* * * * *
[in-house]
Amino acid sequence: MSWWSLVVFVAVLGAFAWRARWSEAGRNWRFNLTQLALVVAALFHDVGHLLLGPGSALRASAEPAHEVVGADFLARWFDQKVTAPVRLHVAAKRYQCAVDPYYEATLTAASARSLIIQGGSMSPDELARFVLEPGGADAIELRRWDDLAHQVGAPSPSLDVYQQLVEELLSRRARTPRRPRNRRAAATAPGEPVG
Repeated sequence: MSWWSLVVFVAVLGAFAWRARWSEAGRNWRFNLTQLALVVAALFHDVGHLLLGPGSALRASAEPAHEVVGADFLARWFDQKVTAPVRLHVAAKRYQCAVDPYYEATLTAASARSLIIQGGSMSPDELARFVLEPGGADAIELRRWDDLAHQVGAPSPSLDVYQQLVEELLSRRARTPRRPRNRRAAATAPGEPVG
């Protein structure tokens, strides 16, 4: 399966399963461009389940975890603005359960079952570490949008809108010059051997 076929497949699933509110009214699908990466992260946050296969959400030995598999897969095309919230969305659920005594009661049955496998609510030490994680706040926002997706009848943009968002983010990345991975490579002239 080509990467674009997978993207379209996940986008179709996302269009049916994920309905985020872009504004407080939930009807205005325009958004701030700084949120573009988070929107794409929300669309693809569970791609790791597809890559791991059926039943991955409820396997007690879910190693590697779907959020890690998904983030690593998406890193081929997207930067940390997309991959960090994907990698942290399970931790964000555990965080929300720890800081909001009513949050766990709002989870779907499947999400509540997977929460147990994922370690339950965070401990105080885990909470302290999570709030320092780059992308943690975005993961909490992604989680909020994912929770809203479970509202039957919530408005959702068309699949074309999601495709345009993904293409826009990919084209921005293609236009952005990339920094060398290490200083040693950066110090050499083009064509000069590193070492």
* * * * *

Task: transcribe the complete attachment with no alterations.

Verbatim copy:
[in-house]
Amino acid sequence: MSWWSLVVFVAVLGAFAWRARWSEAGRNWRFNLTQLALVVAALFHDVGHLLLGPGSALRASAEPAHEVVGADFLARWFDQKVTAPVRLHVAAKRYQCAVDPYYEATLTAASARSLIIQGGSMSPDELARFVLEPGGADAIELRRWDDLAHQVGAPSPSLDVYQQLVEELLSRRARTPRRPRNRRAAATAPGEPVG
Repeated sequence: MSWWSLVVFVAVLGAFAWRARWSEAGRNWRFNLTQLALVVAALFHDVGHLLLGPGSALRASAEPAHEVVGADFLARWFDQKVTAPVRLHVAAKRYQCAVDPYYEATLTAASARSLIIQGGSMSPDELARFVLEPGGADAIELRRWDDLAHQVGAPSPSLDVYQQLVEELLSRRARTPRRPRNRRAAATAPGEPVG
């Protein structure tokens, strides 16, 4: 399966399963461009389940975890603005359960079952570490949008809108010059051997 076929497949699933509110009214699908990466992260946050296969959400030995598999897969095309919230969305659920005594009661049955496998609510030490994680706040926002997706009848943009968002983010990345991975490579002239 080509990467674009997978993207379209996940986008179709996302269009049916994920309905985020872009504004407080939930009807205005325009958004701030700084949120573009988070929107794409929300669309693809569970791609790791597809890559791991059926039943991955409820396997007690879910190693590697779907959020890690998904983030690593998406890193081929997207930067940390997309991959960090994907990698942290399970931790964000555990965080929300720890800081909001009513949050766990709002989870779907499947999400509540997977929460147990994922370690339950965070401990105080885990909470302290999570709030320092780059992308943690975005993961909490992604989680909020994912929770809203479970509202039957919530408005959702068309699949074309999601495709345009993904293409826009990919084209921005293609236009952005990339920094060398290490200083040693950066110090050499083009064509000069590193070492």